Cambridge Grammar of English
Ronald Carter and Michael McCarthy
Cambridge University Press 2006
Interview/Review by Roger Hunt
International House Barcelona
Firstly let me say that I feel this is the most significant book to be published in the field of grammar for a very long time. Nothing compares with it; it is groundbreaking and in a word exceptional.
I was fortunate enough to be able to interview the authors (albeit by email) and include here, in full, their answers to my questions, as I believe their first hand account of the background, rationale and approach to the book is better than any second hand account that I could provide...
Q: What was the motivation to write the book?
We have both spent many years of our professional lives looking at real spoken language and trying to find ways of describing it effectively, mainly with teachers and students of English in mind. We have always felt that it has never been accorded due significance in the study of grammar. Most grammars are either based entirely on written examples (sometimes only on invented examples) or we find that the spoken language only really gets attention towards the end of the book. We have put spoken grammar first on the grounds that speech is primary and on the grounds that most of our daily communication is through speech.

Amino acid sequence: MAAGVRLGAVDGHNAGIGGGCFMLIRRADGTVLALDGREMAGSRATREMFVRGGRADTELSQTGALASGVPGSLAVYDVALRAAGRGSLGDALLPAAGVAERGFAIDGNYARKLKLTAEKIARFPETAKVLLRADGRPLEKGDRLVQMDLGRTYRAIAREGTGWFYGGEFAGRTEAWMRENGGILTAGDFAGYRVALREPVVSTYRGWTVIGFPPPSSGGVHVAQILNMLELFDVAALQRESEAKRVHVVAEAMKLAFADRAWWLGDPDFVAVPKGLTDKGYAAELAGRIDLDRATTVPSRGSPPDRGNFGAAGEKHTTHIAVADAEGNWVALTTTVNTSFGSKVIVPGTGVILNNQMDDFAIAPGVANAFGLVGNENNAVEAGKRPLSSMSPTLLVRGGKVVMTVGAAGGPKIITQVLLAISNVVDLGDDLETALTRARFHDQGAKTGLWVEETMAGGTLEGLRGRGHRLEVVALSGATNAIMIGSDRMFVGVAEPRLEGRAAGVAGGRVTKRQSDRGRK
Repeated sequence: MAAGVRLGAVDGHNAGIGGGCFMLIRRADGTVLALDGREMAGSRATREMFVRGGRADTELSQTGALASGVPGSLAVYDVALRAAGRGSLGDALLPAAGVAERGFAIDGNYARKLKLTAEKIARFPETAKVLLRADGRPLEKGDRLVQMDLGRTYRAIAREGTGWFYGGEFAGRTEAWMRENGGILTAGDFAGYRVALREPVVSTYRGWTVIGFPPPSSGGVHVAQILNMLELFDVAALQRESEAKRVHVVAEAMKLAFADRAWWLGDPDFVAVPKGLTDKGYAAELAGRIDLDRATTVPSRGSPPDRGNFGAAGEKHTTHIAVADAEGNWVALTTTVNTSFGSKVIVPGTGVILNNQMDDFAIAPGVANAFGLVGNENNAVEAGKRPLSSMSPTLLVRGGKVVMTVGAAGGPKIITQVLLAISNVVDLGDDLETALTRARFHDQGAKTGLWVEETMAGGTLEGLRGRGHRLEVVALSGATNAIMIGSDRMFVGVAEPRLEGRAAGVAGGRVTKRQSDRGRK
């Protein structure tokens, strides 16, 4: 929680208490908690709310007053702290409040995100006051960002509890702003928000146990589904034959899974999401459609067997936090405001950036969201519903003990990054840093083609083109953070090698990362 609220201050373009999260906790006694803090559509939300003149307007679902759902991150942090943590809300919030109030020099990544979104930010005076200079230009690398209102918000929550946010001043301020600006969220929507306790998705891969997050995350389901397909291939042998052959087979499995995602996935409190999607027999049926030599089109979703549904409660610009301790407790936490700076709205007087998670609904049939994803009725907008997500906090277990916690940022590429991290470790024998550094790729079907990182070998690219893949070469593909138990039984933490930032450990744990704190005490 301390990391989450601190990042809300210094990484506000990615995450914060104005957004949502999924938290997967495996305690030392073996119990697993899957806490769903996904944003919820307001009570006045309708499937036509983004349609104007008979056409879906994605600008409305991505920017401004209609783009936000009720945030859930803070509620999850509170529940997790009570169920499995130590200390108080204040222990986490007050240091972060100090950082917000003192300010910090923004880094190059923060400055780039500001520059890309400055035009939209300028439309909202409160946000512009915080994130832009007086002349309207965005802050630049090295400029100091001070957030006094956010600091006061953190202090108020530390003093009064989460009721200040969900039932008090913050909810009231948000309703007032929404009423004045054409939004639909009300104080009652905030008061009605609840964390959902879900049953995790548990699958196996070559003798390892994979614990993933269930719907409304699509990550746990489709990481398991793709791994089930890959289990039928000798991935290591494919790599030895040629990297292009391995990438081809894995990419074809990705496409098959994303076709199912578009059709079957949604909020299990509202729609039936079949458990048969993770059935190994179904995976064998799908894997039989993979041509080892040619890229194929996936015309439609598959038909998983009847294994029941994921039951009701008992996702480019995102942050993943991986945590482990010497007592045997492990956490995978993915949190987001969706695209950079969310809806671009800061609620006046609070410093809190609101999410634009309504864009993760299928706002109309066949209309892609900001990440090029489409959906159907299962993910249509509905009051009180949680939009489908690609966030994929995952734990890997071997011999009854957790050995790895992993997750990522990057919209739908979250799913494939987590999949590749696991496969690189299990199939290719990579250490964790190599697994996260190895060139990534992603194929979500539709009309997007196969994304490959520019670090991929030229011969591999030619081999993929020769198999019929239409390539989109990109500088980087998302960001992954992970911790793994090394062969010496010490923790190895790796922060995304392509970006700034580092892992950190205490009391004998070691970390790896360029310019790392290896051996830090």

We also felt that you can never really get to the heart of language, especially spoken language, without the evidence that a large corpus can give you. The Cambridge International Corpus is now the largest in the world and totals nearly 900 million words. We spent a lot of time contributing to the spoken corpus elements of this computerised collection. It took a lot of time to build the corpus but we were motivated to stick with it because it does give us the evidence we need from speakers in a wide range of social contexts. And the software enables us to describe patterns and structures that are both frequent and salient in modern English.
Question: The book is multifaceted in as much as it includes lexical, utterance, discourse level etc views of grammar – was this with a view to combine much of what has been written independently on these various facets into a whole?
Yes, we were conscious that a lot of grammars are structured on the basis of words and sentences only, with the sentence often the upper limit for description. There is thus a danger that you only look at language bottom-up, starting with the smallest units but never reaching through into discourse or context in any meaningful way. We have tired to write the Cambridge Grammar of English so that top-down and bottom-up descriptions sit alongside each other. We feel this gives a richer picture of the language. Of course, in writing the more top-down discourse-driven parts we have been massively influenced by existing work in discourse and conversation analysis, work in sociolinguistics and work in ELT on the importance of seeing lexis and grammar as interdependent.